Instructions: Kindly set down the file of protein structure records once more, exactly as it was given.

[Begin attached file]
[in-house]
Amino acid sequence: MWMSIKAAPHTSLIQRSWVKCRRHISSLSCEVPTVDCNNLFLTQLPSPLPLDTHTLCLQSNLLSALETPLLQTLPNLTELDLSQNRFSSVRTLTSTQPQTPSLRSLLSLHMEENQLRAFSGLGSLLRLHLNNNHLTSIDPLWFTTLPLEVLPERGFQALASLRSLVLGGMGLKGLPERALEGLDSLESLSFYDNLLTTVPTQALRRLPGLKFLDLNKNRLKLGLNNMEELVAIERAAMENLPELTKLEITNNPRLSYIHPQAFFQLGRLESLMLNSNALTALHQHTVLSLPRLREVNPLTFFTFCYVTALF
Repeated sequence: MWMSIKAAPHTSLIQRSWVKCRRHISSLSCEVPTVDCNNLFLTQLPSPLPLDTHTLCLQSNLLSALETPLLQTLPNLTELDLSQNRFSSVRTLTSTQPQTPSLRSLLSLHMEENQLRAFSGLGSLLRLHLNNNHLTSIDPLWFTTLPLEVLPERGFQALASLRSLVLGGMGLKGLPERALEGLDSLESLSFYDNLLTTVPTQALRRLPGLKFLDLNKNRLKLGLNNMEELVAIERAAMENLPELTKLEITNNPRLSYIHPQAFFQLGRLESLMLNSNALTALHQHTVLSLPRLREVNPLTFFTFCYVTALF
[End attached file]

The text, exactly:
[in-house]
Amino acid sequence: MWMSIKAAPHTSLIQRSWVKCRRHISSLSCEVPTVDCNNLFLTQLPSPLPLDTHTLCLQSNLLSALETPLLQTLPNLTELDLSQNRFSSVRTLTSTQPQTPSLRSLLSLHMEENQLRAFSGLGSLLRLHLNNNHLTSIDPLWFTTLPLEVLPERGFQALASLRSLVLGGMGLKGLPERALEGLDSLESLSFYDNLLTTVPTQALRRLPGLKFLDLNKNRLKLGLNNMEELVAIERAAMENLPELTKLEITNNPRLSYIHPQAFFQLGRLESLMLNSNALTALHQHTVLSLPRLREVNPLTFFTFCYVTALF
Repeated sequence: MWMSIKAAPHTSLIQRSWVKCRRHISSLSCEVPTVDCNNLFLTQLPSPLPLDTHTLCLQSNLLSALETPLLQTLPNLTELDLSQNRFSSVRTLTSTQPQTPSLRSLLSLHMEENQLRAFSGLGSLLRLHLNNNHLTSIDPLWFTTLPLEVLPERGFQALASLRSLVLGGMGLKGLPERALEGLDSLESLSFYDNLLTTVPTQALRRLPGLKFLDLNKNRLKLGLNNMEELVAIERAAMENLPELTKLEITNNPRLSYIHPQAFFQLGRLESLMLNSNALTALHQHTVLSLPRLREVNPLTFFTFCYVTALF